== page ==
With the All-Star break looming on the horizon (it begins after Sunday’s game) I think
now is a good time as ever to take a look back over the first 94 games of the season and
grade out the Boston Red Sox. The categories we will use are the typical five: offense,
defense, starting pitching, bullpen, and coaching. Although the Red Sox’s 57-37 record (as
of Friday afternoon) is the best in baseball and 3.5 games up on the competition there
surely is room for improvement in nearly every category. Let’s begin with the offense:
Team Offensive Ranks:
Um, yeah so those are some pretty ridiculous numbers that the Sox offense has put up
thus far. The only reason they don’t get an A or an A+ is because of the lack of power,
which obviously has not been a big deal since they are hitting more doubles and triples
than anyone else. And more doubles means 24 more than the second place Tigers and 5
more triples than the second ranked teams. That is a lot. They are also hitting a very
good .281 with runners in scoring position.
In terms of fWAR the Sox have 4 players with a rating higher than 2 runs: Ellsbury 3.6,
Pedroia, 3.5, Ortiz 3.0, and Victorino 2.3.
As a frequent viewer of Sox games who had not checked the team statistic rankings in a
long time I have to say I was fairly stunned to see the Sox not only 1st in most categories
in the American League, but 1st in nearly every offensive
category in all of baseball. Fairly remarkable for a team that lost the everyday production
of Will Middlebrooks, currently Stephen Drew, Shane Victorino for multiple periods, David
Ortiz at the beginning of the year, and Adrian Gonzalez to the Dodgers. The Sox seem to
come up with timely hits and simply “get the job done” with runners in scoring position
any way they can.
Team Starting Pitching Ranks (including bullpen):
|AL Rank||9||2||15||2 (not good)||2||T6|
If this grade was done during the first month or so of the season the entire pitching staff
would have graded in the B+ to A- range, but since the Buchholz injury, Lester’s
regression, the Bailey meltdown, and Miller’s season ending injury the entire staff has
taken a huge hit. Consequently the Sox current 3 best arms are John Lackey, Felix
Doubront, and Koji Uehara. If I had told you this would be the case at the beginning of
the season you would have called me crazy, no doubt about it.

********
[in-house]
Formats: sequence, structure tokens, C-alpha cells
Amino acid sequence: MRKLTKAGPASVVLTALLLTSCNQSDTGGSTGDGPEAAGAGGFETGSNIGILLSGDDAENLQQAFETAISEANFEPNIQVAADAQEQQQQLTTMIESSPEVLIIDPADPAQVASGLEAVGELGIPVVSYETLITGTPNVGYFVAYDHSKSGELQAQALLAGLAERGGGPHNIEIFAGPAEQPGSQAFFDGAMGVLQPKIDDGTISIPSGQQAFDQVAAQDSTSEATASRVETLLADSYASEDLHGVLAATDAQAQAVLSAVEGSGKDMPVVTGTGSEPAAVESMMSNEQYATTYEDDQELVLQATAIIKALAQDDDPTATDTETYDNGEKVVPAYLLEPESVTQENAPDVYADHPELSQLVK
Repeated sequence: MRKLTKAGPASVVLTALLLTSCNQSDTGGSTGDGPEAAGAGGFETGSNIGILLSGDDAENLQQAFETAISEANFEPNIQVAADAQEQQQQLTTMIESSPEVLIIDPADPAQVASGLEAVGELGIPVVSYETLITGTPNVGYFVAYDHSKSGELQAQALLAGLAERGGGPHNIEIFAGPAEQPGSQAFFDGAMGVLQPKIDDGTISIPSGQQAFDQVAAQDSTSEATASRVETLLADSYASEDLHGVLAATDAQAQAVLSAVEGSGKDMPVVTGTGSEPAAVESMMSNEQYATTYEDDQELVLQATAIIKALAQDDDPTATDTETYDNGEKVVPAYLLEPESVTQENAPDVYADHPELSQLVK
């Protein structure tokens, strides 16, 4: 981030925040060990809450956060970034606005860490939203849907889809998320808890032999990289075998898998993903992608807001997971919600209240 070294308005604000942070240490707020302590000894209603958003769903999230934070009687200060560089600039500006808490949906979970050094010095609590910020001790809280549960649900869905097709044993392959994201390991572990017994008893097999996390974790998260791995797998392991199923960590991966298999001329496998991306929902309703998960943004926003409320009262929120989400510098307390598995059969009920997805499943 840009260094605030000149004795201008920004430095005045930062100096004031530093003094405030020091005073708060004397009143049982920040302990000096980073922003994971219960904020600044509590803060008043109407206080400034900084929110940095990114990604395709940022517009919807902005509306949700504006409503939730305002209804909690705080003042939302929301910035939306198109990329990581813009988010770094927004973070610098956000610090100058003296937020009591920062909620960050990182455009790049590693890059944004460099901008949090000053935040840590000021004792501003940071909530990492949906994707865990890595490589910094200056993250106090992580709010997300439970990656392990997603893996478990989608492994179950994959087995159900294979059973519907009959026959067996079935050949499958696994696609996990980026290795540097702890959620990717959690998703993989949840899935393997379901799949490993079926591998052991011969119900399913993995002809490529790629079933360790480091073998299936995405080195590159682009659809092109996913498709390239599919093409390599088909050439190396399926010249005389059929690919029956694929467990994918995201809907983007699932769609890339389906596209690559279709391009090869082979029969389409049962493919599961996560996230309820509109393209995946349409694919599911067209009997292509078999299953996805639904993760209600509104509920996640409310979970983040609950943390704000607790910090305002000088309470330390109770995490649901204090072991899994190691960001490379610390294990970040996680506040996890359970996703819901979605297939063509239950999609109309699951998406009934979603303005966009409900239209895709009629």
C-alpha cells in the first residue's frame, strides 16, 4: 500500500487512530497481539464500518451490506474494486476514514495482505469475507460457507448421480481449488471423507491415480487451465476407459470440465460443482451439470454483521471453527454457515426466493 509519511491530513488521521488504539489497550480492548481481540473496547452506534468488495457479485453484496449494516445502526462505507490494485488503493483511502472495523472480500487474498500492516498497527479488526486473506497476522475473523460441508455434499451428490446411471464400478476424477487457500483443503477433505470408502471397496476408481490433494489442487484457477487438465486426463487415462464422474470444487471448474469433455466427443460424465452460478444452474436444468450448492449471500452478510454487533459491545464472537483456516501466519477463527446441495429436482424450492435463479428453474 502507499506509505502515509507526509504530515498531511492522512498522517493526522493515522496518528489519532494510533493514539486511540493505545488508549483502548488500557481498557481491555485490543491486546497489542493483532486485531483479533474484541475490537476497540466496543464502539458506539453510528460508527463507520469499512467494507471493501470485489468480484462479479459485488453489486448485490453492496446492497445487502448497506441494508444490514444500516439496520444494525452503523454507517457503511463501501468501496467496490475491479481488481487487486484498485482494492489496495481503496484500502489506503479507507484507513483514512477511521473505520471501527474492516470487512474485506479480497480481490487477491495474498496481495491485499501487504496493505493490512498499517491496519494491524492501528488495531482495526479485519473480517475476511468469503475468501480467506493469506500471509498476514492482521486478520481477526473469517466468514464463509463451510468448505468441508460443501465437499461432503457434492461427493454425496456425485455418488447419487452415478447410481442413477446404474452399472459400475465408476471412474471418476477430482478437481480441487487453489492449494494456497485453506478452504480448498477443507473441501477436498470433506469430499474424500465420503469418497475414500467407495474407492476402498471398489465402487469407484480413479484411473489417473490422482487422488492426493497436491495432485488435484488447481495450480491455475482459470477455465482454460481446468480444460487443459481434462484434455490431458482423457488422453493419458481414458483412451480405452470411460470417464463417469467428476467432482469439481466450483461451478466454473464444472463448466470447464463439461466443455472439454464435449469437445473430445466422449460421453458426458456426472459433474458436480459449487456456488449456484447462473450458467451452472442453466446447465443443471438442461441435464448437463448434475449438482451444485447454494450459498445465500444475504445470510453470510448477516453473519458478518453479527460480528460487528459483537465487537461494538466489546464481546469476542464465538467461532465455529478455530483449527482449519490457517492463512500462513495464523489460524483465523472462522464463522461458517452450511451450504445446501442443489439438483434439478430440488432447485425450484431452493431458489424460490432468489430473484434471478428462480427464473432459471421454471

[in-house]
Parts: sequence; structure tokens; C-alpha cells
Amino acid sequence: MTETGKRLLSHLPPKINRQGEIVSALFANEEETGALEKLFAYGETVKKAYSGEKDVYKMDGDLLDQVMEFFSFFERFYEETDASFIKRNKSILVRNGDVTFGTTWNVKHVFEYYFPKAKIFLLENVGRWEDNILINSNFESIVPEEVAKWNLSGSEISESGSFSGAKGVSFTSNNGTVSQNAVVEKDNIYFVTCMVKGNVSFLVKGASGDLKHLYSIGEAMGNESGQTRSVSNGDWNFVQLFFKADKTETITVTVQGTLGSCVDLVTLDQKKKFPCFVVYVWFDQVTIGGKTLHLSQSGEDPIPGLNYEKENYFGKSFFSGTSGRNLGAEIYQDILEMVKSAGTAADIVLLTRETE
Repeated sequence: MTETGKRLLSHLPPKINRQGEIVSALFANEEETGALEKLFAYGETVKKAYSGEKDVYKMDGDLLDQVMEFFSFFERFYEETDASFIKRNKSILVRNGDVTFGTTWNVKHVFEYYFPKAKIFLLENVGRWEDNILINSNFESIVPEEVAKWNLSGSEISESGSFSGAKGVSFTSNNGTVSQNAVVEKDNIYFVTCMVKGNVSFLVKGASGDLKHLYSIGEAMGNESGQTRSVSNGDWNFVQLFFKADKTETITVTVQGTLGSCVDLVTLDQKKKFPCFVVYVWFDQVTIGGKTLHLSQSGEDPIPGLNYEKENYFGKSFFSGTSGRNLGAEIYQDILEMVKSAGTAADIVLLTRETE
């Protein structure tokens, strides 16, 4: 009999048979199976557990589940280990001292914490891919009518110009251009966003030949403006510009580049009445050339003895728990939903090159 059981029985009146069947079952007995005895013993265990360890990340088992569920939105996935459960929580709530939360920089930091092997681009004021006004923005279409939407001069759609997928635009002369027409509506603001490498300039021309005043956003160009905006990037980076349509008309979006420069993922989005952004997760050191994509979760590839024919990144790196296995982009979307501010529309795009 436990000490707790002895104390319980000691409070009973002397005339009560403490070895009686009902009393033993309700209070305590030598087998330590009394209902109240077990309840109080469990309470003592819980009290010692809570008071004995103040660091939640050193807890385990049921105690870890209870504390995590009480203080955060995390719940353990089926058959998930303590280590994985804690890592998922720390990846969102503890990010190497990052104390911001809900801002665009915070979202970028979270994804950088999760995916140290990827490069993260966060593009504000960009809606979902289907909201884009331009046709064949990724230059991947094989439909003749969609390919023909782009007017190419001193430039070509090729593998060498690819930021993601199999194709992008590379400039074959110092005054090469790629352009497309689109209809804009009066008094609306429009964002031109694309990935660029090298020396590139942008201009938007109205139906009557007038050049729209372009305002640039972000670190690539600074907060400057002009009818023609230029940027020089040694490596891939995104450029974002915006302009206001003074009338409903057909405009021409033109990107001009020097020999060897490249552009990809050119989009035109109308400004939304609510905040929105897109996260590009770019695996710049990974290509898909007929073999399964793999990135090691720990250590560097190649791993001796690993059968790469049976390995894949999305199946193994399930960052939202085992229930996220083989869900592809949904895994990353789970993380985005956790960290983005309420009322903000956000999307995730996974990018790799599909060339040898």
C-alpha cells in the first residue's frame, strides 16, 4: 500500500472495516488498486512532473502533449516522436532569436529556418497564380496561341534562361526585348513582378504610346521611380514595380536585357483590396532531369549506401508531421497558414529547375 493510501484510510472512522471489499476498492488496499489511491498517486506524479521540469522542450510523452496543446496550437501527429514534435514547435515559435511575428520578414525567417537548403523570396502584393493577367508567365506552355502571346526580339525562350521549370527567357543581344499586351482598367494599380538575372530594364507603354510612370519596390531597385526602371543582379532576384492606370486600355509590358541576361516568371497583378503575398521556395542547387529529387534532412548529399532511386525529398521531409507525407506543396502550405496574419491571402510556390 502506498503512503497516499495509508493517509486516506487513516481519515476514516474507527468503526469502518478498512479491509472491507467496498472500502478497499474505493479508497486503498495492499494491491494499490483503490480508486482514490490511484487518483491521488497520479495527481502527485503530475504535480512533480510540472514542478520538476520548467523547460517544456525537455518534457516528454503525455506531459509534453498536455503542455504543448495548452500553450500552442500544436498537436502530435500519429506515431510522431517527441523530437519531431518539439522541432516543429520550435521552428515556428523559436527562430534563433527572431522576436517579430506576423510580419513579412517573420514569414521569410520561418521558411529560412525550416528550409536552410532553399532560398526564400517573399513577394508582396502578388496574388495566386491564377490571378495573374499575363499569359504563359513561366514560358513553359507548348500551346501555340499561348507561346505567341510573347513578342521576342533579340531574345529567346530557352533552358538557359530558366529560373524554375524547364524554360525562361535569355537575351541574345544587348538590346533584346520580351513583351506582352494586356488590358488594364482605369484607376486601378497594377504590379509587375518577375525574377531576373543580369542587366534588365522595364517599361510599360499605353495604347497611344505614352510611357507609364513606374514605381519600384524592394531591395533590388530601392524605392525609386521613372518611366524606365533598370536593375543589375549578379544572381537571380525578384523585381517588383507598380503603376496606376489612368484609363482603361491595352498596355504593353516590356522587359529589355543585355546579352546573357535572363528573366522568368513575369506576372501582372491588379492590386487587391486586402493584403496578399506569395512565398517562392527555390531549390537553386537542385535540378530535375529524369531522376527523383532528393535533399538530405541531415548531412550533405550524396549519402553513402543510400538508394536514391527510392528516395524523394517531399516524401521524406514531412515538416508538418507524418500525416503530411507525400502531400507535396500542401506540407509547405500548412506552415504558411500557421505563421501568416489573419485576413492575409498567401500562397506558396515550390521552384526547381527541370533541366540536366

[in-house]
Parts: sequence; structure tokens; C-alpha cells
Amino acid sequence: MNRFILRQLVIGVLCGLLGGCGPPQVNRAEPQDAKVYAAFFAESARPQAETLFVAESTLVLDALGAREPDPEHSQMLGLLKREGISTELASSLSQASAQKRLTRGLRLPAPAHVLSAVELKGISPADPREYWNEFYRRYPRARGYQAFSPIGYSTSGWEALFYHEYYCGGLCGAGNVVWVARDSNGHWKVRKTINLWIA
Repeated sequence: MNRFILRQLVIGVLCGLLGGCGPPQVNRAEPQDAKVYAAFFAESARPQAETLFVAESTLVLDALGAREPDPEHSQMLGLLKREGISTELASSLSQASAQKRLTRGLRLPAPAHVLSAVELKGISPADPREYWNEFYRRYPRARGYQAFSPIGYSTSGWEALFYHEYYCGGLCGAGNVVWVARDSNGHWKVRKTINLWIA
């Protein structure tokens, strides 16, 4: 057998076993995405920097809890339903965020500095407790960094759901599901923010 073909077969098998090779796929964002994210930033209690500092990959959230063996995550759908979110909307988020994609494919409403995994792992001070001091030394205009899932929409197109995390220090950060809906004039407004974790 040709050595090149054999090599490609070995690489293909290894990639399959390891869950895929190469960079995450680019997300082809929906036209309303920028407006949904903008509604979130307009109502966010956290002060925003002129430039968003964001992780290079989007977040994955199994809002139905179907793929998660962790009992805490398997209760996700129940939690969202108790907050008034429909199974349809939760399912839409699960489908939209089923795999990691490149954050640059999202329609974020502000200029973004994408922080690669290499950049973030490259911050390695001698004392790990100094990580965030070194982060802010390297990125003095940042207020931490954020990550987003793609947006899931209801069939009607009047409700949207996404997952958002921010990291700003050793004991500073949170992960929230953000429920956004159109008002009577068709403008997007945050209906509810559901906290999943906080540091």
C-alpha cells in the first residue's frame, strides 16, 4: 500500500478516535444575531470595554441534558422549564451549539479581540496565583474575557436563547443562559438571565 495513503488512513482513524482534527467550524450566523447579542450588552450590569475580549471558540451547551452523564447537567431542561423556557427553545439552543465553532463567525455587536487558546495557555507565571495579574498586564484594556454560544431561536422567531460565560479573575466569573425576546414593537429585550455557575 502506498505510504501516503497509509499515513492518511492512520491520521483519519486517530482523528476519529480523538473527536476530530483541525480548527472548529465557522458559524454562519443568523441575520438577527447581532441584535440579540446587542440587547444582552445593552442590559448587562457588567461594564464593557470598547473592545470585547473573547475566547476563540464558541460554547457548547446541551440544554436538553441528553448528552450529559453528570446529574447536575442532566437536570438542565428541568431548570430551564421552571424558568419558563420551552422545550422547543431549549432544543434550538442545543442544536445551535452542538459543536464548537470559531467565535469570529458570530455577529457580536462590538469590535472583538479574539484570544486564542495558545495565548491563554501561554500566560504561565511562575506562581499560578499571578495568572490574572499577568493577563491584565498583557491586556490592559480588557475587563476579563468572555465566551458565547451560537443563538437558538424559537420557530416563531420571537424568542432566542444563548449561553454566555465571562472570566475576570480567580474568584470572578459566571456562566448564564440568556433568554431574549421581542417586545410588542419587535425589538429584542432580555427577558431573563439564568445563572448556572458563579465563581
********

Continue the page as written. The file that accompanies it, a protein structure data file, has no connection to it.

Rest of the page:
Overall the starting rotation for the Red Sox has been, well, average. At the beginning of
the season they flashed signs that they could be one of the best in baseball, but that
changed drastically in the month of June. 94 games into the season and here are the ERA
and fWAR of the Sox starting rotation:
The “ace” and “number 3” of the staff are pitching like the an average back end of the
rotation while the back end is pitching very well. And if you take Buchholz out of that
picture you get a pretty ugly rotation especially when you insert the Webster/Aceves
Yet, those 7 have produced a combined 54 quality starts, which is better than 80% of the
MLB. Thus, you take the good with the bad. However, unless Lester gets himself going
and Buchholz gets healthy this rotation, and therefore team, will struggle in the playoffs
because quality starts don’t win you playoff games.
Again, at the beginning of the year you would have been hard pressed to not place the
Red Sox bullpen in the top 5 of baseball, but like the starting rotation the pen has seen its
shares of pitfalls.
First, the closer situation has been a disaster. They have blown 14 saves, which is 6th
worst in all of baseball (the Yankees have blown 4). Yet there is a light at the end of the
tunnel named Koji Uehara. Koji (1.83 ERA 7 SV) has easily been the most reliable reliever
for the Red Sox and now has a handle on the closer job that should not be relinquished
barring injury or an uncharacteristic collapse.
Secondly, the Sox are still trying to figure out how to consistently bridge the gap to the
9th inning with a lead intact. Tazawa has been good (3.15 ERA), but not great while lefty
specialist Andrew Miller (2.64 ERA) is now done for the season. The loss of Franklin
Morales has certainly hurt, but Craig Breslow has been able to pick up the slack while
posting a 2.97 ERA.
Overall, the bullpen simply isn’t good enough and I would venture to guess that a trade
will be coming before the July 31 trade deadline.
The defense for the Red Sox in 2013 has not been excellent, but overall very good. They
have committed 49 errors which ranks 11th in all of baseball, have a DRS (Defensive
Runs Saved) of 10 which is 5th in baseball, and a UZR/150 (Ultimate Zone Rating) of 3.2
which is tied for 4th in MLB. With the addition of Iglesias at SS/3B and a healthy Vicotrino
in RF those numbers stand to get better as the season moves forward.
On his own, Victorino has saved 11 runs (tied with Pedroia and in front of Ellsbury’s 7)
and has a UZR of 12.6, which is 4th best out of every player in baseball. Remember when
some people thought Victorino was a bad signing? Yes, I’m looking at you Keith Law.
Not much to say here other than John Farrell has done a remarkable job in Boston this
year. He has taken a 69 win team and turned them into the best team in baseball, has
squashed any 2012 similarities whatsoever, and has facilitated a clubhouse environment
that has allowed for the Red Sox to develop a team chemistry that is one of the best in
Overall, the Red Sox have been great but have a lot of room to improve especially on the
mound. If they can make a move for a solid reliever, maybe a starter, and keep hitting at
their current pace then there is no reason to think this team can’t seriously contend for a
Categories: 2013 Boston Red Sox Adrian Gonzalez Alfredo Aceves Allen Webster Andrew Bailey Andrew Miller Clay Buchholz Craig Breslow David Ortiz Dustin Pedroia Felix Doubront Jacoby Ellsbury Joel Hanrahan John Farrell John Lackey Jon Lester Jose Iglesias Koji Uehara Ryan Dempster Shane Victorino Stephen Drew Will Middlebrooks